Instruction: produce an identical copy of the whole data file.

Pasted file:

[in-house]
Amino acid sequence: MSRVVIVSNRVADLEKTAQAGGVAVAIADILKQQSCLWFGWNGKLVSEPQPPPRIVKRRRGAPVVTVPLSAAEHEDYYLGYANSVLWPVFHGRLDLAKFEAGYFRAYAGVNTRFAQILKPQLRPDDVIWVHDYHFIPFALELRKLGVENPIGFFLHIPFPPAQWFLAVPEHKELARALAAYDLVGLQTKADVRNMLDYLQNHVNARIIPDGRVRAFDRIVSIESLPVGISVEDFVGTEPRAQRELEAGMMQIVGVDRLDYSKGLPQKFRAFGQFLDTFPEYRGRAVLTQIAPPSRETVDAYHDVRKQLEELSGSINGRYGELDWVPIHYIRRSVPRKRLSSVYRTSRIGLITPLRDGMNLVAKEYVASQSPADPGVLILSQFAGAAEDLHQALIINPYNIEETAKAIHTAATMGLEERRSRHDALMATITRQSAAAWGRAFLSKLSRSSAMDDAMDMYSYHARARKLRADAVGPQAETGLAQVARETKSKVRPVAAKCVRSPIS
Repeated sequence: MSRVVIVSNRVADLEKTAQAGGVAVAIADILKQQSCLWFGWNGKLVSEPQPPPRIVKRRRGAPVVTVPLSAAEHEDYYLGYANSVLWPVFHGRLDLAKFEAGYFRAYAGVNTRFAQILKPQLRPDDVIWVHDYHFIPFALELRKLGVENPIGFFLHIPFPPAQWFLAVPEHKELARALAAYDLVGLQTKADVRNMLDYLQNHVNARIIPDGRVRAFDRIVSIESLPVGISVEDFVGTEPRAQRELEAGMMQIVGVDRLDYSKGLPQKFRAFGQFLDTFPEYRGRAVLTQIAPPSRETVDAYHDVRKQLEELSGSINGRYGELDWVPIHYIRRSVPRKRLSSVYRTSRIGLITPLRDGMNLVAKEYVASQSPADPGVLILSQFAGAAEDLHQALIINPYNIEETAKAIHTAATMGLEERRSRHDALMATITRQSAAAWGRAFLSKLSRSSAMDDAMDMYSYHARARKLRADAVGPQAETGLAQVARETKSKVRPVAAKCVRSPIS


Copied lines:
[in-house]
Amino acid sequence: MSRVVIVSNRVADLEKTAQAGGVAVAIADILKQQSCLWFGWNGKLVSEPQPPPRIVKRRRGAPVVTVPLSAAEHEDYYLGYANSVLWPVFHGRLDLAKFEAGYFRAYAGVNTRFAQILKPQLRPDDVIWVHDYHFIPFALELRKLGVENPIGFFLHIPFPPAQWFLAVPEHKELARALAAYDLVGLQTKADVRNMLDYLQNHVNARIIPDGRVRAFDRIVSIESLPVGISVEDFVGTEPRAQRELEAGMMQIVGVDRLDYSKGLPQKFRAFGQFLDTFPEYRGRAVLTQIAPPSRETVDAYHDVRKQLEELSGSINGRYGELDWVPIHYIRRSVPRKRLSSVYRTSRIGLITPLRDGMNLVAKEYVASQSPADPGVLILSQFAGAAEDLHQALIINPYNIEETAKAIHTAATMGLEERRSRHDALMATITRQSAAAWGRAFLSKLSRSSAMDDAMDMYSYHARARKLRADAVGPQAETGLAQVARETKSKVRPVAAKCVRSPIS
Repeated sequence: MSRVVIVSNRVADLEKTAQAGGVAVAIADILKQQSCLWFGWNGKLVSEPQPPPRIVKRRRGAPVVTVPLSAAEHEDYYLGYANSVLWPVFHGRLDLAKFEAGYFRAYAGVNTRFAQILKPQLRPDDVIWVHDYHFIPFALELRKLGVENPIGFFLHIPFPPAQWFLAVPEHKELARALAAYDLVGLQTKADVRNMLDYLQNHVNARIIPDGRVRAFDRIVSIESLPVGISVEDFVGTEPRAQRELEAGMMQIVGVDRLDYSKGLPQKFRAFGQFLDTFPEYRGRAVLTQIAPPSRETVDAYHDVRKQLEELSGSINGRYGELDWVPIHYIRRSVPRKRLSSVYRTSRIGLITPLRDGMNLVAKEYVASQSPADPGVLILSQFAGAAEDLHQALIINPYNIEETAKAIHTAATMGLEERRSRHDALMATITRQSAAAWGRAFLSKLSRSSAMDDAMDMYSYHARARKLRADAVGPQAETGLAQVARETKSKVRPVAAKCVRSPIS